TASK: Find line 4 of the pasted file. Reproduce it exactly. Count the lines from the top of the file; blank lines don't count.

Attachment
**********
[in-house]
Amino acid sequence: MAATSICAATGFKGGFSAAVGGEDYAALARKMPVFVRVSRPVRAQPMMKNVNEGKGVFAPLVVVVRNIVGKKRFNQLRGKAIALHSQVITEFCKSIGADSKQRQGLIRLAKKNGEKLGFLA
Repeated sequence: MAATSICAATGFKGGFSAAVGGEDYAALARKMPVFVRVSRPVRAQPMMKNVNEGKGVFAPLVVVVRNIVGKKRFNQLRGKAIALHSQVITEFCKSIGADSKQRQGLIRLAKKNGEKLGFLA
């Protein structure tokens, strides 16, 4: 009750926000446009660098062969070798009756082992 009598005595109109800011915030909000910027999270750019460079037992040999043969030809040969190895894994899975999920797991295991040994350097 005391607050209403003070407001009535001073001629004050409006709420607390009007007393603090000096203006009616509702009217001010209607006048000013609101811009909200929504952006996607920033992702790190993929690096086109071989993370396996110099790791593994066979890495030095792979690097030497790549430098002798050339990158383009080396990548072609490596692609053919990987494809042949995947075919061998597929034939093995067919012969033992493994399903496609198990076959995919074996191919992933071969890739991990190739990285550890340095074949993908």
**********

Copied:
């Protein structure tokens, strides 16, 4: 009750926000446009660098062969070798009756082992 009598005595109109800011915030909000910027999270750019460079037992040999043969030809040969190895894994899975999920797991295991040994350097 005391607050209403003070407001009535001073001629004050409006709420607390009007007393603090000096203006009616509702009217001010209607006048000013609101811009909200929504952006996607920033992702790190993929690096086109071989993370396996110099790791593994066979890495030095792979690097030497790549430098002798050339990158383009080396990548072609490596692609053919990987494809042949995947075919061998597929034939093995067919012969033992493994399903496609198990076959995919074996191919992933071969890739991990190739990285550890340095074949993908």